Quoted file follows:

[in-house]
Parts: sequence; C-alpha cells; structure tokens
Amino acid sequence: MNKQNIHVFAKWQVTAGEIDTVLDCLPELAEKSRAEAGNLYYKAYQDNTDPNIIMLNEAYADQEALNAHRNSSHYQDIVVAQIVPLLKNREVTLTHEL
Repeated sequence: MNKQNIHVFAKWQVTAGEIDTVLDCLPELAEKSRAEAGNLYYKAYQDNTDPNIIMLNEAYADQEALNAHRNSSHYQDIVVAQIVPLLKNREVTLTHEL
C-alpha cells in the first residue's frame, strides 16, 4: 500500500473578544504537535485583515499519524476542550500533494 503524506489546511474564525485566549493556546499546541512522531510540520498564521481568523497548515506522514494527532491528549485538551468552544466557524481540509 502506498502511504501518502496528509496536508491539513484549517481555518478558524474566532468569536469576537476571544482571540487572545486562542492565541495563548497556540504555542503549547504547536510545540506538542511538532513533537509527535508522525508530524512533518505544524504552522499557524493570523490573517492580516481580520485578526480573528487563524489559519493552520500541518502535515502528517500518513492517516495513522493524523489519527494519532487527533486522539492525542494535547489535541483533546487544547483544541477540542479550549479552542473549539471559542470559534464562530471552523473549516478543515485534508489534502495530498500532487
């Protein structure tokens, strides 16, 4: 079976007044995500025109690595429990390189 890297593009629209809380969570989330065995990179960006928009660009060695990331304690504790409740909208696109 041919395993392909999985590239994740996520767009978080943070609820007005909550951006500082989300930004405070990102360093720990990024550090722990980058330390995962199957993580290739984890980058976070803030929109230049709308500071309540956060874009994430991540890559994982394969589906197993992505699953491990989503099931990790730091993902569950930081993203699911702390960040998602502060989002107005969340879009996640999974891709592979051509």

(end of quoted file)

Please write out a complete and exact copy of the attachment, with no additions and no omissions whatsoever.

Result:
[in-house]
Parts: sequence; C-alpha cells; structure tokens
Amino acid sequence: MNKQNIHVFAKWQVTAGEIDTVLDCLPELAEKSRAEAGNLYYKAYQDNTDPNIIMLNEAYADQEALNAHRNSSHYQDIVVAQIVPLLKNREVTLTHEL
Repeated sequence: MNKQNIHVFAKWQVTAGEIDTVLDCLPELAEKSRAEAGNLYYKAYQDNTDPNIIMLNEAYADQEALNAHRNSSHYQDIVVAQIVPLLKNREVTLTHEL
C-alpha cells in the first residue's frame, strides 16, 4: 500500500473578544504537535485583515499519524476542550500533494 503524506489546511474564525485566549493556546499546541512522531510540520498564521481568523497548515506522514494527532491528549485538551468552544466557524481540509 502506498502511504501518502496528509496536508491539513484549517481555518478558524474566532468569536469576537476571544482571540487572545486562542492565541495563548497556540504555542503549547504547536510545540506538542511538532513533537509527535508522525508530524512533518505544524504552522499557524493570523490573517492580516481580520485578526480573528487563524489559519493552520500541518502535515502528517500518513492517516495513522493524523489519527494519532487527533486522539492525542494535547489535541483533546487544547483544541477540542479550549479552542473549539471559542470559534464562530471552523473549516478543515485534508489534502495530498500532487
């Protein structure tokens, strides 16, 4: 079976007044995500025109690595429990390189 890297593009629209809380969570989330065995990179960006928009660009060695990331304690504790409740909208696109 041919395993392909999985590239994740996520767009978080943070609820007005909550951006500082989300930004405070990102360093720990990024550090722990980058330390995962199957993580290739984890980058976070803030929109230049709308500071309540956060874009994430991540890559994982394969589906197993992505699953491990989503099931990790730091993902569950930081993203699911702390960040998602502060989002107005969340879009996640999974891709592979051509």